Apr 8 – 12, 2024
Maison MINATEC, Grenoble, FRANCE
Europe/Paris timezone

Upgraded Lucid and Zero Degree Calorimeter Detectors for ATLAS at the High Luminosity LHC

Apr 9, 2024, 5:40 PM
Maison MINATEC, Grenoble, FRANCE

Maison MINATEC, Grenoble, FRANCE

3 Parv. Louis Néel, 38054 Grenoble
Regular parallel talk WG6: Future Experiments WG6


Antonio Sbrizzi


The ATLAS pp physics program at the High Luminosity LHC (HL-LHC) requires precision luminosity measurement with systematic control better than 1% during operation with up to 200 simultaneous interactions per crossing. ATLAS will feature several luminosity detectors but at least one of them must be both calibratable in the van der Meer scans at low luminosity and able to maintain accuracy at the highest luminosities. LUCID-3, the upgrade of the present ATLAS luminometer (LUCID-2), will fulfill these requirements.

The LHC heavy ion community has mapped out a large range of physics measurements at the HL-LHC that will push forward our understanding of both QCD, QED and even electroweak physics that requires zero-degree calorimeters for both triggering and offline event classification. The modified geometry of the HL-LHC requires new detectors that are both thinner and much more radiation hard. A joint project between ATLAS and CMS is underway to construct calorimeters for the HL-LHC that would be used by both experiments.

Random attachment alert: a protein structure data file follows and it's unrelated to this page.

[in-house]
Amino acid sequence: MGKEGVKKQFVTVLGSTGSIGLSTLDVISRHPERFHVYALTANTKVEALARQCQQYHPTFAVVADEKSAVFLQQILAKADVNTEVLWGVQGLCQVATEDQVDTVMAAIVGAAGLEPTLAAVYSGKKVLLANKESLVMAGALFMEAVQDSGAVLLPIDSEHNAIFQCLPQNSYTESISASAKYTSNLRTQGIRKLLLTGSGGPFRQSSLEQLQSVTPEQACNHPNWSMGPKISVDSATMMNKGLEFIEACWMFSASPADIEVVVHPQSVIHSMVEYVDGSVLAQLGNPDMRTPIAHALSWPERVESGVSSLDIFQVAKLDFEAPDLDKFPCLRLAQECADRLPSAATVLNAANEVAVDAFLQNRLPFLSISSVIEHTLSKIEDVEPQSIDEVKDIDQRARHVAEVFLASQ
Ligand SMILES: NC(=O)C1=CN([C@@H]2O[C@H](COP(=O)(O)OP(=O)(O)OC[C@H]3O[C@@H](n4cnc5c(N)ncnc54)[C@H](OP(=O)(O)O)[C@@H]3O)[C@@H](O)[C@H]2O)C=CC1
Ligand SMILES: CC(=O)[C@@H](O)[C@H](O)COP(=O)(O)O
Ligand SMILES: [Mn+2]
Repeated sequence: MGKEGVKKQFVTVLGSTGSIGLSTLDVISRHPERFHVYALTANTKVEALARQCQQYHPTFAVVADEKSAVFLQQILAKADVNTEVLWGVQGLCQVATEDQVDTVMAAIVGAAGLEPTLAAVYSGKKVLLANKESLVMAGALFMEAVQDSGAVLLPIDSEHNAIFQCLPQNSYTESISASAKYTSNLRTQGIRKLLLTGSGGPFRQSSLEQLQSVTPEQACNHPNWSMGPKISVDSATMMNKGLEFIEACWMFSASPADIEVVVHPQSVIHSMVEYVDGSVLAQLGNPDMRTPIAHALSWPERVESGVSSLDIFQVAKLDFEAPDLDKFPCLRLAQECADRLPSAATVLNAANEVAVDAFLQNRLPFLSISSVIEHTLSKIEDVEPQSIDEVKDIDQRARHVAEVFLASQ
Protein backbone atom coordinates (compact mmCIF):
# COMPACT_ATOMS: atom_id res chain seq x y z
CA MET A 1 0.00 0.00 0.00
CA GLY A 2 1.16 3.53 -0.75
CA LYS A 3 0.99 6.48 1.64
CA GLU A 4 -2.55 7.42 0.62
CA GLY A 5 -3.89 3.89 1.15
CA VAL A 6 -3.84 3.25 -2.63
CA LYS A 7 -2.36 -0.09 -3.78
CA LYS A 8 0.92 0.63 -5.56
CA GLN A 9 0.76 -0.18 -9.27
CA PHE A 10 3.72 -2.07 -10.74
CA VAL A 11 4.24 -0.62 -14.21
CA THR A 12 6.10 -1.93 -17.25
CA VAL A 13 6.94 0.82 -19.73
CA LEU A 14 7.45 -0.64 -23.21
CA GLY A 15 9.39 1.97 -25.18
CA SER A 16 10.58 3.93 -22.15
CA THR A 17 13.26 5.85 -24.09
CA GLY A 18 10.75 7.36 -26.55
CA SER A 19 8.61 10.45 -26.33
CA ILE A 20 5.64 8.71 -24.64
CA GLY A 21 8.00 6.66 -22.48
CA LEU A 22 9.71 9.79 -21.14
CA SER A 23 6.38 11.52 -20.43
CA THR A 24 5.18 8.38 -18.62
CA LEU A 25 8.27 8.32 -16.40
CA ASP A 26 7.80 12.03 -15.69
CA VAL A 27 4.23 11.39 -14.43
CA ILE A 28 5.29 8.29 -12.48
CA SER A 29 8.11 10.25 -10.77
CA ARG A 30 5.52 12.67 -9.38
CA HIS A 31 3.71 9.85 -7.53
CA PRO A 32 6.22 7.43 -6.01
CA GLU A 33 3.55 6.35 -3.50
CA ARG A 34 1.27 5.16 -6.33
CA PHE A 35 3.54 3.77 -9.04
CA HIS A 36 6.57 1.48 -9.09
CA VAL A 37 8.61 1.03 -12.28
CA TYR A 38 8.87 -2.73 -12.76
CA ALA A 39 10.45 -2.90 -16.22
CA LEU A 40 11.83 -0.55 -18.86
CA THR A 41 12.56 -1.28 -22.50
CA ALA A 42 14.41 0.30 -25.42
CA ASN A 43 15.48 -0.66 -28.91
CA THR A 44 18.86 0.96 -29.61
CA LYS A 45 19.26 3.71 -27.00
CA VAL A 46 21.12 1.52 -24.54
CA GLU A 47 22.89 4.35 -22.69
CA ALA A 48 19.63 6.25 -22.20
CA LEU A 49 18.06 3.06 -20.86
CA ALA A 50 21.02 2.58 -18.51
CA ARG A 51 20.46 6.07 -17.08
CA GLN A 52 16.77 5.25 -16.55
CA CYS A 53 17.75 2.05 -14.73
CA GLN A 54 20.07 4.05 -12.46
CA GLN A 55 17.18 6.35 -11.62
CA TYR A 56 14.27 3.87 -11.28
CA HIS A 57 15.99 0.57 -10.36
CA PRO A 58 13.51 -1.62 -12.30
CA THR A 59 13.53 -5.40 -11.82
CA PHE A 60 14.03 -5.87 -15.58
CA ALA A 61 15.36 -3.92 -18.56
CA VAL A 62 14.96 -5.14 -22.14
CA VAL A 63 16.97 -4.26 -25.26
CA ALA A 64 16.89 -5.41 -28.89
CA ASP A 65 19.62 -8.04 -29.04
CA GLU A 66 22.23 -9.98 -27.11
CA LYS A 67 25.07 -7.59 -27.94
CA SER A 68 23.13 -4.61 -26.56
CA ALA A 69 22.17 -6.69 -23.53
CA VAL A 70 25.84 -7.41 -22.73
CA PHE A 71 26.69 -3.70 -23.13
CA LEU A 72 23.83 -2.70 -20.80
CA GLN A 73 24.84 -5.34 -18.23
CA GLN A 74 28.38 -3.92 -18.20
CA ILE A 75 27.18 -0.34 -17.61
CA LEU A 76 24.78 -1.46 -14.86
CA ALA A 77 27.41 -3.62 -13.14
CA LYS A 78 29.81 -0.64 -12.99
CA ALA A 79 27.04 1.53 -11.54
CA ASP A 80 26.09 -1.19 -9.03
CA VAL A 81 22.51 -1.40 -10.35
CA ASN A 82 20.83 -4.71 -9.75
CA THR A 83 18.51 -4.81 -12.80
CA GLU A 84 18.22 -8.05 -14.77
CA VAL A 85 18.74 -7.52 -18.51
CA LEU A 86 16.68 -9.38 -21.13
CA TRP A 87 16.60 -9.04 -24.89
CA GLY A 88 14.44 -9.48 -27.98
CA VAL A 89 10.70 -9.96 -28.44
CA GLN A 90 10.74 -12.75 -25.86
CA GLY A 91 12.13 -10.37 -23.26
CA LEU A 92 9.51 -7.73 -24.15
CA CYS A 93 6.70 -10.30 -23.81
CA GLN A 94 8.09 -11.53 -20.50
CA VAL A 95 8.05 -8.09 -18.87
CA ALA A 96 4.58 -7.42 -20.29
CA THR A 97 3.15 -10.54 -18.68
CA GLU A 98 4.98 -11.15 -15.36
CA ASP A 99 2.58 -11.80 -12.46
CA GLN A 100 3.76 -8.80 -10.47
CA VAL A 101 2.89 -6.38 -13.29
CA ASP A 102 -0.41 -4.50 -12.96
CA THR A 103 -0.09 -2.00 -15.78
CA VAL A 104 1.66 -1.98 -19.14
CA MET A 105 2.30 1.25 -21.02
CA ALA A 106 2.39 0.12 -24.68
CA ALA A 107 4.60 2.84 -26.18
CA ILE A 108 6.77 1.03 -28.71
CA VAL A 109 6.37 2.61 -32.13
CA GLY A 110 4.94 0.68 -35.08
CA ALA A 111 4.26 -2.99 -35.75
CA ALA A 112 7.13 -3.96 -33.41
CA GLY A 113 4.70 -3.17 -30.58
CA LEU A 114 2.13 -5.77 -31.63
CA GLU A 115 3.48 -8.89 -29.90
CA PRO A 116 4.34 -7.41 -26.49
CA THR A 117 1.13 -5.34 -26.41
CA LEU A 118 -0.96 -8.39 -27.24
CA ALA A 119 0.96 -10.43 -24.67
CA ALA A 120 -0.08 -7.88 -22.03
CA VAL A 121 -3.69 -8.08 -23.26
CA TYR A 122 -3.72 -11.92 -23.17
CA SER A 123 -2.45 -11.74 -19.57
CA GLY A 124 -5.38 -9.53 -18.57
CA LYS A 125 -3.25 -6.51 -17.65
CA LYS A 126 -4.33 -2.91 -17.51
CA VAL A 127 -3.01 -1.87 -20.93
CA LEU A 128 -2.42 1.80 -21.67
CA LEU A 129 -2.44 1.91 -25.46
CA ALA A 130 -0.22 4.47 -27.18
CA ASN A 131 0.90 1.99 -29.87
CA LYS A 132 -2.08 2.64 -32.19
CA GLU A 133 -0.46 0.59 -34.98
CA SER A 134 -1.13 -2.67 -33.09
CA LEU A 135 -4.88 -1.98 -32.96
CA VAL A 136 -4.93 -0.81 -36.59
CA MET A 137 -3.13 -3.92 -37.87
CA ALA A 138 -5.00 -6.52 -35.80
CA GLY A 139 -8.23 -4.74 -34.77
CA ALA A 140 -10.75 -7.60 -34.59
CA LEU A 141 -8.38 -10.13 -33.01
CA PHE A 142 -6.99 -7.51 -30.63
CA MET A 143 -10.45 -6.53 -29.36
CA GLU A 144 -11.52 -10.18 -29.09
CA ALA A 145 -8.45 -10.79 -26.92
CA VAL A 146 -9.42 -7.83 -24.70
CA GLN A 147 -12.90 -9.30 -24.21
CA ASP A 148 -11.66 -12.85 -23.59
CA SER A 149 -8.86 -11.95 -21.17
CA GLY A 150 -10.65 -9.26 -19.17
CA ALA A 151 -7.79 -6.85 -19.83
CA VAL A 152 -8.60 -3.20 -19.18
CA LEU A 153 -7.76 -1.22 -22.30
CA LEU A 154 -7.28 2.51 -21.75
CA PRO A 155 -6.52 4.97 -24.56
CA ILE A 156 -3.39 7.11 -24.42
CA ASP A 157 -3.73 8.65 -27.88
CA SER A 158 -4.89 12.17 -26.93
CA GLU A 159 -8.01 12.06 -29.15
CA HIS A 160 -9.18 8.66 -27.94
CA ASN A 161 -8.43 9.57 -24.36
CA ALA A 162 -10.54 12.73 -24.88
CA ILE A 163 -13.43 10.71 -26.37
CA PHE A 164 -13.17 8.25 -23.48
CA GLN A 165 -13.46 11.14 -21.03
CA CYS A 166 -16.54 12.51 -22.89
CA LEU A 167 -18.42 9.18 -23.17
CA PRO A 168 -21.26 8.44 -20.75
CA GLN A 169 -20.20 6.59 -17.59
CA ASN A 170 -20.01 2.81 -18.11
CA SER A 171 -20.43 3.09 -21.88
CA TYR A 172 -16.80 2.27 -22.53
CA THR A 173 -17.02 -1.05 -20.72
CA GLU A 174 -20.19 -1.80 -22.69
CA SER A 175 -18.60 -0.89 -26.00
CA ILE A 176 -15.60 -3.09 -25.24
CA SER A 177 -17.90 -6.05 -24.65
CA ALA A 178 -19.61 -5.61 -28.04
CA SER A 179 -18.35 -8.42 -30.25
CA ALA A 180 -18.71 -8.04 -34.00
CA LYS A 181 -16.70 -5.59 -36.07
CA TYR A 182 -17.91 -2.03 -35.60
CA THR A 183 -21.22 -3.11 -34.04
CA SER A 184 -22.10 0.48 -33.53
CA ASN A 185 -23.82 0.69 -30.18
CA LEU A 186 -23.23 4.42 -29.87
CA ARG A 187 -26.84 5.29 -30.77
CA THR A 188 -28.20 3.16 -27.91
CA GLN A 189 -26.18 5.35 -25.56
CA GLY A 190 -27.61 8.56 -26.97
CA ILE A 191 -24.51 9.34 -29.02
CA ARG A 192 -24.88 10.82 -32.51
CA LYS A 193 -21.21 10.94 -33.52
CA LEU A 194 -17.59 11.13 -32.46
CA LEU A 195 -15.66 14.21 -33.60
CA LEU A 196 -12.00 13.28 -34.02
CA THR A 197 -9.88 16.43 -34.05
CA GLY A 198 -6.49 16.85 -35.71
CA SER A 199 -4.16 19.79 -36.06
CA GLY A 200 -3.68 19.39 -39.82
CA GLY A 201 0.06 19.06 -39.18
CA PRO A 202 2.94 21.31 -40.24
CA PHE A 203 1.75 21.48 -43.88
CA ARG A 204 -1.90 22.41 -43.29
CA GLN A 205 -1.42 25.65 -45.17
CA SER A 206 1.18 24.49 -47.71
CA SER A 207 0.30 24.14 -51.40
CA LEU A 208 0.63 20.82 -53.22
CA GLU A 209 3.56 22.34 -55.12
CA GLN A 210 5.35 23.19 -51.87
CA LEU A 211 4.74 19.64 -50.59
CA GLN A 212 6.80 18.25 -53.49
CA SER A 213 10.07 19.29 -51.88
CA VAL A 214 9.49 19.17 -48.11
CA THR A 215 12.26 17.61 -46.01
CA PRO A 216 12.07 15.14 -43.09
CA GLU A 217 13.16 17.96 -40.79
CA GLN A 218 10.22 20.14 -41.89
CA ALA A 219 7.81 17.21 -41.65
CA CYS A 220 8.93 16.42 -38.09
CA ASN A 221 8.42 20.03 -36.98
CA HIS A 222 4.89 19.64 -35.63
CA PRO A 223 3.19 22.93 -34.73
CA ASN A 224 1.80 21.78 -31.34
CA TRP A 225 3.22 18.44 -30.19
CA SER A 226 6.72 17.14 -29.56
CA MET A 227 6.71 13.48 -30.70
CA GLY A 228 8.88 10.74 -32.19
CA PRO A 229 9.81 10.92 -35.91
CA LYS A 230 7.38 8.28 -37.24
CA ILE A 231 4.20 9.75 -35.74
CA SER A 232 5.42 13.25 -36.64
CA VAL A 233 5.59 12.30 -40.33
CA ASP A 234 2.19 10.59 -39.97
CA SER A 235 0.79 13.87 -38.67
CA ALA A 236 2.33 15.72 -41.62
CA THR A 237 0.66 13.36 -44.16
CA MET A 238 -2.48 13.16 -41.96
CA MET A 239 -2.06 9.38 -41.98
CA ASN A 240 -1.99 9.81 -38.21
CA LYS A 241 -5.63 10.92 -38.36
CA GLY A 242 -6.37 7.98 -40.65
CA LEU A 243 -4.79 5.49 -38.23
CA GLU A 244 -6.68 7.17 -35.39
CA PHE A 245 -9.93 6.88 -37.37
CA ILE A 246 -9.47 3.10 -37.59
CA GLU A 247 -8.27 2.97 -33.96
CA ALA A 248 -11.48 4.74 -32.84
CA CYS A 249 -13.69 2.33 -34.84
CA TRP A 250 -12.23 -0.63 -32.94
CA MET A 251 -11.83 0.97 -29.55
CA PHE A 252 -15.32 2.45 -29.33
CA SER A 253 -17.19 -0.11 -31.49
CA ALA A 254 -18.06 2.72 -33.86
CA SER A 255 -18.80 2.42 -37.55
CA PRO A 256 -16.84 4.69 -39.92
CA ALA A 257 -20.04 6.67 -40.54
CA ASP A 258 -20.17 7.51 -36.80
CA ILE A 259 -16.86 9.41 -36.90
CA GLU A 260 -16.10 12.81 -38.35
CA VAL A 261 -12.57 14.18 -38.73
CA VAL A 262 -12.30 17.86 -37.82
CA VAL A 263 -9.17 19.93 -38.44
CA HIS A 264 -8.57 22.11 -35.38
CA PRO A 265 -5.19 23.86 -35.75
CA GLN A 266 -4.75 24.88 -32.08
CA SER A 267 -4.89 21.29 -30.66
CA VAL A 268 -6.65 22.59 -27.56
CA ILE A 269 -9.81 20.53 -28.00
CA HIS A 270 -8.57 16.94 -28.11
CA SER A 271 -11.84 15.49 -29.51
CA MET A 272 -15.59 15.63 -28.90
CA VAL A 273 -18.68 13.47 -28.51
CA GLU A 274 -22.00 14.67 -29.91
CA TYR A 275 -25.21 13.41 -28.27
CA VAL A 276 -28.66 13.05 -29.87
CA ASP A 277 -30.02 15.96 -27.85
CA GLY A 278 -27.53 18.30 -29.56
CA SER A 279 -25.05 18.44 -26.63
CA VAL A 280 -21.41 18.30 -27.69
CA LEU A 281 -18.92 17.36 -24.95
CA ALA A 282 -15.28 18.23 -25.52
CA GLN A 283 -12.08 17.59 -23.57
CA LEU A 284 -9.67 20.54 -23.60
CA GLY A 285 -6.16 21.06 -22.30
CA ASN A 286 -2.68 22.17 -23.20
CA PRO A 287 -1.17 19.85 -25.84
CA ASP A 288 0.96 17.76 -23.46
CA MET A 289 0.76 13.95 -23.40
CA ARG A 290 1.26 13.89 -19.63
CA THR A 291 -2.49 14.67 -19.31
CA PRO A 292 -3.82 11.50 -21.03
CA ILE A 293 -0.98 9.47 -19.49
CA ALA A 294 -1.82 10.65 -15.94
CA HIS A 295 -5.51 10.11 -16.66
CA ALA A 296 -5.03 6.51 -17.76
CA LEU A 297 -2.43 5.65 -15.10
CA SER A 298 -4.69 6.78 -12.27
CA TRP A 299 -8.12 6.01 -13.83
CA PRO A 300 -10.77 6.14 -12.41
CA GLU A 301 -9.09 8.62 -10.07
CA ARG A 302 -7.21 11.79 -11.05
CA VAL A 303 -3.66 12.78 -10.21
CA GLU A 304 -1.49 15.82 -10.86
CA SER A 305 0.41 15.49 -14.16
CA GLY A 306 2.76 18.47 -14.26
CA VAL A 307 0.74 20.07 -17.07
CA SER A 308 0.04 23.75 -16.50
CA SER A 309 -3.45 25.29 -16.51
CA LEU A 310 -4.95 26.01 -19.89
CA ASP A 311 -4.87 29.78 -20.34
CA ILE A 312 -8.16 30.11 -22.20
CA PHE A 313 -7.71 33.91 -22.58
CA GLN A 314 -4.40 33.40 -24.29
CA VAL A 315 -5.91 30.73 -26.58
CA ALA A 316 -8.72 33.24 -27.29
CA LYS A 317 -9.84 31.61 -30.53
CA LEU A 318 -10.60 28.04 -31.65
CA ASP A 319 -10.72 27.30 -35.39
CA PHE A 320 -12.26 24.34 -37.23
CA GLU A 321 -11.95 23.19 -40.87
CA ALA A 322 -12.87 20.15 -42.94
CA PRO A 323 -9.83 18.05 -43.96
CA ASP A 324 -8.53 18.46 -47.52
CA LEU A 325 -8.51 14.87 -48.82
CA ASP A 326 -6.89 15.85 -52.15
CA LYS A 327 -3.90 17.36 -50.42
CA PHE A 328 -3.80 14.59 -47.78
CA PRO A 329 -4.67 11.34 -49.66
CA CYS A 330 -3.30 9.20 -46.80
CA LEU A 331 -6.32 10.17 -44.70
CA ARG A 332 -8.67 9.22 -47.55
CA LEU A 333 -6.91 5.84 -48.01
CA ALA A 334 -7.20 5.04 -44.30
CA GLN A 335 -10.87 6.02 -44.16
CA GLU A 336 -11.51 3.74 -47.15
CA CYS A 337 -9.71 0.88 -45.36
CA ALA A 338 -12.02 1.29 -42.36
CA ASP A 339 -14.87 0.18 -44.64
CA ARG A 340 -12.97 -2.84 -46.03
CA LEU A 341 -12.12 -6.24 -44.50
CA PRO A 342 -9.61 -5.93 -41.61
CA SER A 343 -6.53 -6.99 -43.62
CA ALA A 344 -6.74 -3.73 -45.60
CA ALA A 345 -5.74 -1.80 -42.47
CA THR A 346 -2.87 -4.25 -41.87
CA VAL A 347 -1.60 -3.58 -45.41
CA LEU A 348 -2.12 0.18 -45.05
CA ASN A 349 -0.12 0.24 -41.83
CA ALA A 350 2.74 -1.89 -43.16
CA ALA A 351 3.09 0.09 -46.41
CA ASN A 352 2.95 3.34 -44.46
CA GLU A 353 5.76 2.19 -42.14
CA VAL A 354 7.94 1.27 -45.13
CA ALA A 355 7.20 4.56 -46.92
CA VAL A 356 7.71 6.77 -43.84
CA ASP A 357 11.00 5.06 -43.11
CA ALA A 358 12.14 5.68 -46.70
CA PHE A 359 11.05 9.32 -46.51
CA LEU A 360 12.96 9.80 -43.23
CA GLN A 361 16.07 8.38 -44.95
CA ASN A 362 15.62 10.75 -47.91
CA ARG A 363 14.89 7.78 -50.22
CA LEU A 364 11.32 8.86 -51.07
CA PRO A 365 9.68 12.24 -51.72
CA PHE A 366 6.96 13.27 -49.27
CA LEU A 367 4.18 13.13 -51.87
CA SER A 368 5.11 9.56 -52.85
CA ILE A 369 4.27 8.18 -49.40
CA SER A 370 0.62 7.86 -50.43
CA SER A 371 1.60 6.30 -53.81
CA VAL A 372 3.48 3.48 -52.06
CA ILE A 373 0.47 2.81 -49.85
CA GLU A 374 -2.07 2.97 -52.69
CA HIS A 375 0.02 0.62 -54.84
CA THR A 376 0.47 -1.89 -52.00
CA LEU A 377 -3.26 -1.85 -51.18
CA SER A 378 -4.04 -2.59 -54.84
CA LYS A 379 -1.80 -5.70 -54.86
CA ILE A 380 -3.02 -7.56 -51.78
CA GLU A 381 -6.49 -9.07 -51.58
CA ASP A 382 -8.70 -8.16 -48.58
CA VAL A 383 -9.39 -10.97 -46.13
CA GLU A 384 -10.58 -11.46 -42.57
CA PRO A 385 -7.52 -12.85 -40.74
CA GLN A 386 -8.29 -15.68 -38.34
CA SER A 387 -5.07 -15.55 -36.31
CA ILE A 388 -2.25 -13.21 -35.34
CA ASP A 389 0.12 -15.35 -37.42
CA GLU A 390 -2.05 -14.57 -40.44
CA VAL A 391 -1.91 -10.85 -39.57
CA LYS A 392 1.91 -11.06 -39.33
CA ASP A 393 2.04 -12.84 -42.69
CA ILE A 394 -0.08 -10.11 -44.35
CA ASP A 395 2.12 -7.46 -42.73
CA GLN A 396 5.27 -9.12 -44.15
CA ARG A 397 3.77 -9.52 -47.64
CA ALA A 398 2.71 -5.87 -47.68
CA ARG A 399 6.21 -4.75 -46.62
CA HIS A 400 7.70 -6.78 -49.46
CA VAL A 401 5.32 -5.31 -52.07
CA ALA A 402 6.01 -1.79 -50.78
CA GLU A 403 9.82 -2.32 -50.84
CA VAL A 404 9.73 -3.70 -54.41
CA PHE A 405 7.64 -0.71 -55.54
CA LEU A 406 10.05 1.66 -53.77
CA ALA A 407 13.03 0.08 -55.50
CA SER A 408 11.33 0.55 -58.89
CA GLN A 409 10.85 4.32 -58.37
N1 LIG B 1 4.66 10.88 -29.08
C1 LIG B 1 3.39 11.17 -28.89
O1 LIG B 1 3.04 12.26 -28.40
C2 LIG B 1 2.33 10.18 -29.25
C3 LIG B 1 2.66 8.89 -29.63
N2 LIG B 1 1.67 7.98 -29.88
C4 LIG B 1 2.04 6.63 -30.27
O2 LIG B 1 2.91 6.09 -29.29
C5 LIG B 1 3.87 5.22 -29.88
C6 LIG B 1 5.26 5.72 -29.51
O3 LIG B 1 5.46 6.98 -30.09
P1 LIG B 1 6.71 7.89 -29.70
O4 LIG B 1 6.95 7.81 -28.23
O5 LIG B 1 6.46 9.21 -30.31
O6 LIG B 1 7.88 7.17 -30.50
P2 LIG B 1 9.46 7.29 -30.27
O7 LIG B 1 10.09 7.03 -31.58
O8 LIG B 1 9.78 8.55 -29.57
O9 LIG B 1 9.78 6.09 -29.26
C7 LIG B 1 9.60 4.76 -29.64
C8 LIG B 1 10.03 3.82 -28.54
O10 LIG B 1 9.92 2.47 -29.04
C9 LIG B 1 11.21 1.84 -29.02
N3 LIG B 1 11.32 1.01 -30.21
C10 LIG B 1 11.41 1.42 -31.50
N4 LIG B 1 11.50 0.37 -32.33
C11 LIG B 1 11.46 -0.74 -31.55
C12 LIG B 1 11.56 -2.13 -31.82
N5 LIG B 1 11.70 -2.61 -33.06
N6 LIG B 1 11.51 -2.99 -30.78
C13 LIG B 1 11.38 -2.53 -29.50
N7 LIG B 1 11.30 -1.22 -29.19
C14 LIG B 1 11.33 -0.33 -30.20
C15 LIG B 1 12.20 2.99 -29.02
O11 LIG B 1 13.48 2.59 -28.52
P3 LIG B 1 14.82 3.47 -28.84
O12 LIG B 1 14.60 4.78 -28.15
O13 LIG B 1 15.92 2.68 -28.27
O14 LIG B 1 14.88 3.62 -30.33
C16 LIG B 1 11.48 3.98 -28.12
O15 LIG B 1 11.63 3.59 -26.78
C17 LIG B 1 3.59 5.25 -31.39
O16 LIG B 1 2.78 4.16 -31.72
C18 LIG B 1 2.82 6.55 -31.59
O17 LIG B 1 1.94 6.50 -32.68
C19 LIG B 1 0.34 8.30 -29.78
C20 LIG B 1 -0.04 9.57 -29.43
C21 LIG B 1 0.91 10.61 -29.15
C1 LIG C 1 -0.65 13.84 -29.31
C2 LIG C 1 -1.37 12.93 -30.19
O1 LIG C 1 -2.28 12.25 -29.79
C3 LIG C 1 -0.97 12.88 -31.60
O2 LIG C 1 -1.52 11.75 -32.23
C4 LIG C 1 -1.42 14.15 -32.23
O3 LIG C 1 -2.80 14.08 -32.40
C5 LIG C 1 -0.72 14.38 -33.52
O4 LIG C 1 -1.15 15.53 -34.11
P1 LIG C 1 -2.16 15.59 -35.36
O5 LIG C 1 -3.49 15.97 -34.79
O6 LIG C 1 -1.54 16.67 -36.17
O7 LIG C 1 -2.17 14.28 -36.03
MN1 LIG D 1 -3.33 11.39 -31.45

This talk will present the designs for the LUCID-3 and HL-LHC ZDC detectors and discuss specific aspects of the HL-LHC geometry and radiation environment that affect the design of the detectors. For LUCID-3, two options are being studied: the first is based on photomultipliers (PMT) as for LUCID-2, while the second is based on optical fibers. Both solutions aim at reducing the acceptance of the detector to avoid the saturation of the luminosity algorithms. Results obtained from prototype detector installed in ATLAS in Run-3 are discussed. ZDCs at the LHC are typically tungsten-sampling calorimeters using quartz Cherenkov radiators. The upgraded ZDCs will use very radiation hard fused silica rods that resulted from an R&D program involving the ZDC teams, the LHC BRAN group, and private companies. The resulting design of the calorimeters and expectations for their performance will be discussed.

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